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No stopping the US dollar

Published: 28 Jun at 11 AM Tags: Pound Sterling, Dollar Exchange Rate, UK, Economy,

The US dollar has now risen against the majority of the 16 most actively traded currencies for 7 straight days.

The catalyst yesterday were comments from officials at the US Federal Reserve who tried to calm international investors by emphasising that the Fed’s bond purchase program will not be stopped until the economy strengthens.

The markets were rattled last week when Fed Chairman Ben Bernanke indicated that the Fed could start scaling back its extraordinary support of the economy by the end of this year.

William Dudley, president of the Federal Reserve Bank of New York, said: "If labour market conditions and the economy's growth momentum were to be less favourable, I would expect that the asset purchases would continue at a higher pace for longer."

In the UK, data showed that UK house prices rose again in June, this time by 0.3% according to the latest data release from the Nationwide building society. The rise was put down to the government's ‘Funding for Lending’ Scheme.

Data showed that the annual rate of price growth is now at its fastest since September 2010 at 1.9%. The increases means that the average house in the UK now costs £168,941.

Nationwide tempered its report, saying there were few signs the housing supply was improving.
Robert Gardner, Nationwide's chief economist said "Demand for homes has been supported by further modest gains in employment, as well as an improvement in the availability and a reduction in the cost of credit, partly as a result of policy measures, such as the Funding for Lending Scheme. Signs of a modest improvement in wider economic conditions may also be playing a role in boosting buyer sentiment."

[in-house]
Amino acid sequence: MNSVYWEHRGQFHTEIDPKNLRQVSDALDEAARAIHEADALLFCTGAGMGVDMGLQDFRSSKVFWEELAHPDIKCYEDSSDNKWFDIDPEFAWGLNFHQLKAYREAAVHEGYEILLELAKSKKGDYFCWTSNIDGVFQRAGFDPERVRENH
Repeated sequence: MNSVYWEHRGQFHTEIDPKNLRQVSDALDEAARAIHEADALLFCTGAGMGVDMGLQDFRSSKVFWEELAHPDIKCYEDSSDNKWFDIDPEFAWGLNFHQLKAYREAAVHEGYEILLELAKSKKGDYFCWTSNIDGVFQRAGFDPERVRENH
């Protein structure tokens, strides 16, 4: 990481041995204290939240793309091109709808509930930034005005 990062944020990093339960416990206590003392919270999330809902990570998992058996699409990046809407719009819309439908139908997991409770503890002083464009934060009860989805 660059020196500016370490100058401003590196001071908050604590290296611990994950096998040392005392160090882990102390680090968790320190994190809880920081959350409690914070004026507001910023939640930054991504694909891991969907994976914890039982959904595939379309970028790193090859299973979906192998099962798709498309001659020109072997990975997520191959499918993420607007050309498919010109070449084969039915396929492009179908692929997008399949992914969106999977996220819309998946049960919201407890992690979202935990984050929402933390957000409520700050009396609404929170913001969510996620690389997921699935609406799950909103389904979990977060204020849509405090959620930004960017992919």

Meanwhile, data from the Office for National Statistics (ONS) showed that the UK economy did not after all experience a double-dip recession at the beginning of 2012. Updating its historical data, the ONS said growth was flat in the first quarter of 2012 as opposed to the earlier estimate of a 0.1% contraction.

However, the ONS also announced yesterday that the UK recession in 2008 was deeper than previously estimated. UK Gross domestic product (GDP) during that time is now estimated to have dropped by 7.2% from peak to trough, against the 6.3% fall previously recorded.
Analysts said the fact that the UK had fallen deeper into recession than previously thought meant it had further to go to recover lost ground.

This pressurised the pound as it increases the likelihood that the Bank of England may step up its bond buying quantitative Easing program once Mark Carney replaces Sir Mervyn King as Governor next week in an effort to promote economic growth in the UK.

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